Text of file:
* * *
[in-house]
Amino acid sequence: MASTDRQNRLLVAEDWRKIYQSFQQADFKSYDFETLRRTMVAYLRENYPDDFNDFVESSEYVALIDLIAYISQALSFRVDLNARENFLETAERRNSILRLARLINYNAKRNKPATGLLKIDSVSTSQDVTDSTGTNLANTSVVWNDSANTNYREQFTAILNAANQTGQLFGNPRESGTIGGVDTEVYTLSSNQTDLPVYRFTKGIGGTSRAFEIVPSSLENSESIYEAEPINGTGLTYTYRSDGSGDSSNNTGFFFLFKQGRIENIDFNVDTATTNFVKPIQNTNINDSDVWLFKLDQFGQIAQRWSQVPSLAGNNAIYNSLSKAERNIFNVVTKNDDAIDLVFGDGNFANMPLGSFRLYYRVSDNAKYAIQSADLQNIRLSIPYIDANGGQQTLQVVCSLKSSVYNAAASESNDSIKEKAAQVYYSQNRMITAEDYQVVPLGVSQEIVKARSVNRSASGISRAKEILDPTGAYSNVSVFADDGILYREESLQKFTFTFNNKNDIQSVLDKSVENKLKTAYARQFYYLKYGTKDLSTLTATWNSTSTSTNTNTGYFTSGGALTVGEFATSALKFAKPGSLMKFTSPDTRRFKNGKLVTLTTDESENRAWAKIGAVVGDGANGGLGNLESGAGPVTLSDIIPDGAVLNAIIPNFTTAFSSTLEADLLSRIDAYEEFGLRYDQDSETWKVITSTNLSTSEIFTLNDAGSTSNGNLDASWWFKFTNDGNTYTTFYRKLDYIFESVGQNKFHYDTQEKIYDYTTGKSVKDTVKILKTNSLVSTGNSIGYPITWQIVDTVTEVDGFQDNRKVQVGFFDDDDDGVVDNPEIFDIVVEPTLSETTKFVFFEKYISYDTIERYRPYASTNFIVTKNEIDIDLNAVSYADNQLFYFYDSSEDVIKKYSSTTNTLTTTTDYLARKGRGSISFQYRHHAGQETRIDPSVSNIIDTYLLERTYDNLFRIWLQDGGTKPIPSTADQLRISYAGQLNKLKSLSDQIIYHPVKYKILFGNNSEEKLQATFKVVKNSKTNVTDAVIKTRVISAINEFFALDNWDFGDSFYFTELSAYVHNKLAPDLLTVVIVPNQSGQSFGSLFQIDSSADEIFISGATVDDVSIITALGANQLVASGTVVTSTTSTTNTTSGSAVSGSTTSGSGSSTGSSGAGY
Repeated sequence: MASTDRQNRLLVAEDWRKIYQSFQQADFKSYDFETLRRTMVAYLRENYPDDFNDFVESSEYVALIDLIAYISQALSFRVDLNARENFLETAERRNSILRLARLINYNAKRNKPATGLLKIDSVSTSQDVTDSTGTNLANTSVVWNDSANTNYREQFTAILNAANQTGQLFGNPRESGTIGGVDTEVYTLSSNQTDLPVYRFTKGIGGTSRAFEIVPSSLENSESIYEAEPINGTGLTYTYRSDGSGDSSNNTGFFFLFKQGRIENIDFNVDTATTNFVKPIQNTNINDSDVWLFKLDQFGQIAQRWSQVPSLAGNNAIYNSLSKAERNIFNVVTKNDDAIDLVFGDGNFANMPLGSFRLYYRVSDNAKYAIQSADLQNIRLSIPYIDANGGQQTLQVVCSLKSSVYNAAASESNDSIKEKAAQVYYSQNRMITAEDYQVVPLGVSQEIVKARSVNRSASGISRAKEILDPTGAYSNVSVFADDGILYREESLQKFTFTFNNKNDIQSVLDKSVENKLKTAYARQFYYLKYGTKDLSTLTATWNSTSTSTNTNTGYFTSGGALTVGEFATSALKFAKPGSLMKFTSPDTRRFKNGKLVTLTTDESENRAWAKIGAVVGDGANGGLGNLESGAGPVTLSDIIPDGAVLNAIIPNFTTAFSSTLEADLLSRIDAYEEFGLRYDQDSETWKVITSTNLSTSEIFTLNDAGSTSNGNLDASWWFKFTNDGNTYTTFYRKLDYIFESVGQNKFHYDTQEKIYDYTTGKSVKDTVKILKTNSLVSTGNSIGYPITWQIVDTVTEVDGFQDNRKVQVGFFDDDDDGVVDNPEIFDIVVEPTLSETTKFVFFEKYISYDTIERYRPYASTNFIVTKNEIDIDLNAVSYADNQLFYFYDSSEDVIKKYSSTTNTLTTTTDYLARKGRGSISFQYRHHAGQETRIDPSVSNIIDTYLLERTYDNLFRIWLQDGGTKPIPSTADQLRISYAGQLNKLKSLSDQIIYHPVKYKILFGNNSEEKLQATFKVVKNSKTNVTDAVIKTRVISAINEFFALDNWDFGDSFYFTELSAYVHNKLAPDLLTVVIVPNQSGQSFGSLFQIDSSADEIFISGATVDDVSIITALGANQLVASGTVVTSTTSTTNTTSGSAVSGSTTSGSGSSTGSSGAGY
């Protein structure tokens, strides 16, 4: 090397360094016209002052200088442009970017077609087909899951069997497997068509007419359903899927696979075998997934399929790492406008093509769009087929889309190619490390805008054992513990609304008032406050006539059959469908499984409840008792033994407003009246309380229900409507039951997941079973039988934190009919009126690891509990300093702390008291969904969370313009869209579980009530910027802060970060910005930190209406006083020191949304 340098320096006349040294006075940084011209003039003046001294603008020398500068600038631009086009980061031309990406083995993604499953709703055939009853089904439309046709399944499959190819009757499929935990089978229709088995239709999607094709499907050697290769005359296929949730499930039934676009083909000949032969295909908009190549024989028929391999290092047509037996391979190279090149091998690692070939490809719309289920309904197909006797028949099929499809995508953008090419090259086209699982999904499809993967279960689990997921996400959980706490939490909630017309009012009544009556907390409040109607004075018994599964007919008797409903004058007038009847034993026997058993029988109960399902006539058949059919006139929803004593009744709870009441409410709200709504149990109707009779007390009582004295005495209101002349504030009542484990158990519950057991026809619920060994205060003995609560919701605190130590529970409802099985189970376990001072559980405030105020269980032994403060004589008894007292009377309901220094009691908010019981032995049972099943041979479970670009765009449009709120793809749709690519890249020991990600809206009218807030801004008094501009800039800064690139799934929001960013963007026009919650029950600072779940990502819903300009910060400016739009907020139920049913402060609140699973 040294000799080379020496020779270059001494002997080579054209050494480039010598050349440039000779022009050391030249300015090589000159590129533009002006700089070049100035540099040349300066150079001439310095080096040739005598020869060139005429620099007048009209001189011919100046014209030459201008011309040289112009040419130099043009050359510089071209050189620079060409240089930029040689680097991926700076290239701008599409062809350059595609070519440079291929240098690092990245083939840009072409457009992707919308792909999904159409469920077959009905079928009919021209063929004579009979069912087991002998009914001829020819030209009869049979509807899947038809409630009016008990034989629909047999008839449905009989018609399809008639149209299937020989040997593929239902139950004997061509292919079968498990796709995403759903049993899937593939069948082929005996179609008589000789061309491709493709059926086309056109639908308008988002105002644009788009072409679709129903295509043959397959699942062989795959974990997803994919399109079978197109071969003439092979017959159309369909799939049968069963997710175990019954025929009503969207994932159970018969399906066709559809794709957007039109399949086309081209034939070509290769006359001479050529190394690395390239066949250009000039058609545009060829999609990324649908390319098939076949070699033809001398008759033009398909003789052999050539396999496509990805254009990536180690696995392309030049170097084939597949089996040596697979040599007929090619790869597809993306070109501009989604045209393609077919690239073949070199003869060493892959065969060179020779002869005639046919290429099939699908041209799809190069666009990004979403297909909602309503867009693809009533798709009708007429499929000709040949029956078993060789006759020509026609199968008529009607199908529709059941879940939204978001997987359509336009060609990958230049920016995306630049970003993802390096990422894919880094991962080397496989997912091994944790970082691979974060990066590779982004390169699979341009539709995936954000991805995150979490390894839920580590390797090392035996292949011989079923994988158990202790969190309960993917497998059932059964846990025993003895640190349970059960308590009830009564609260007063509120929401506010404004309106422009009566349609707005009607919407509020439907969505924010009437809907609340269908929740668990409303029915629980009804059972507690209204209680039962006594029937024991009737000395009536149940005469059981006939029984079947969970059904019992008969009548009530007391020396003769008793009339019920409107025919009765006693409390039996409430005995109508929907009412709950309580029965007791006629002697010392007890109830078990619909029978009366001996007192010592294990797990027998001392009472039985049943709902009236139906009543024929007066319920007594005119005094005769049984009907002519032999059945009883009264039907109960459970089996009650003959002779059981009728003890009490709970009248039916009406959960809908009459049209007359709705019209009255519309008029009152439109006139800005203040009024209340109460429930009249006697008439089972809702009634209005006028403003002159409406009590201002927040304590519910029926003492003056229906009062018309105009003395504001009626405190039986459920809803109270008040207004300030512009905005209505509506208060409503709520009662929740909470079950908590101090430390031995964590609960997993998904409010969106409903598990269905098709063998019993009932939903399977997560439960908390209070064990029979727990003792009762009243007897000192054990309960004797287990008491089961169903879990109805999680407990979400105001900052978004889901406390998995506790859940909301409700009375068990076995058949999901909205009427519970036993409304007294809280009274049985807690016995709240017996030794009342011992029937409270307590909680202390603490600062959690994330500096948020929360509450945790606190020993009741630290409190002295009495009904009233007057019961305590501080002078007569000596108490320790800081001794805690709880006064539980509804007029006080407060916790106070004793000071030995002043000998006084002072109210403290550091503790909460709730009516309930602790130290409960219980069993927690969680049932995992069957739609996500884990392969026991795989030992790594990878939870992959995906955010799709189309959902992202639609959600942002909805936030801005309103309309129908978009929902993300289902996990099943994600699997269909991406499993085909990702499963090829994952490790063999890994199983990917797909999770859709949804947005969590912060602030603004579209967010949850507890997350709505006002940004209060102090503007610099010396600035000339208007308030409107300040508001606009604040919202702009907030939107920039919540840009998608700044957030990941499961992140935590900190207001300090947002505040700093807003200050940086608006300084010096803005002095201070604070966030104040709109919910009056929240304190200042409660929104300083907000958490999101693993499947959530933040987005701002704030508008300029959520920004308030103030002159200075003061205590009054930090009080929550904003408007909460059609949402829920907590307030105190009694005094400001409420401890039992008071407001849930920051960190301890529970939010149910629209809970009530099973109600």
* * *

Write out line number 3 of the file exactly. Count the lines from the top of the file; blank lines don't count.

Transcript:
Repeated sequence: MASTDRQNRLLVAEDWRKIYQSFQQADFKSYDFETLRRTMVAYLRENYPDDFNDFVESSEYVALIDLIAYISQALSFRVDLNARENFLETAERRNSILRLARLINYNAKRNKPATGLLKIDSVSTSQDVTDSTGTNLANTSVVWNDSANTNYREQFTAILNAANQTGQLFGNPRESGTIGGVDTEVYTLSSNQTDLPVYRFTKGIGGTSRAFEIVPSSLENSESIYEAEPINGTGLTYTYRSDGSGDSSNNTGFFFLFKQGRIENIDFNVDTATTNFVKPIQNTNINDSDVWLFKLDQFGQIAQRWSQVPSLAGNNAIYNSLSKAERNIFNVVTKNDDAIDLVFGDGNFANMPLGSFRLYYRVSDNAKYAIQSADLQNIRLSIPYIDANGGQQTLQVVCSLKSSVYNAAASESNDSIKEKAAQVYYSQNRMITAEDYQVVPLGVSQEIVKARSVNRSASGISRAKEILDPTGAYSNVSVFADDGILYREESLQKFTFTFNNKNDIQSVLDKSVENKLKTAYARQFYYLKYGTKDLSTLTATWNSTSTSTNTNTGYFTSGGALTVGEFATSALKFAKPGSLMKFTSPDTRRFKNGKLVTLTTDESENRAWAKIGAVVGDGANGGLGNLESGAGPVTLSDIIPDGAVLNAIIPNFTTAFSSTLEADLLSRIDAYEEFGLRYDQDSETWKVITSTNLSTSEIFTLNDAGSTSNGNLDASWWFKFTNDGNTYTTFYRKLDYIFESVGQNKFHYDTQEKIYDYTTGKSVKDTVKILKTNSLVSTGNSIGYPITWQIVDTVTEVDGFQDNRKVQVGFFDDDDDGVVDNPEIFDIVVEPTLSETTKFVFFEKYISYDTIERYRPYASTNFIVTKNEIDIDLNAVSYADNQLFYFYDSSEDVIKKYSSTTNTLTTTTDYLARKGRGSISFQYRHHAGQETRIDPSVSNIIDTYLLERTYDNLFRIWLQDGGTKPIPSTADQLRISYAGQLNKLKSLSDQIIYHPVKYKILFGNNSEEKLQATFKVVKNSKTNVTDAVIKTRVISAINEFFALDNWDFGDSFYFTELSAYVHNKLAPDLLTVVIVPNQSGQSFGSLFQIDSSADEIFISGATVDDVSIITALGANQLVASGTVVTSTTSTTNTTSGSAVSGSTTSGSGSSTGSSGAGY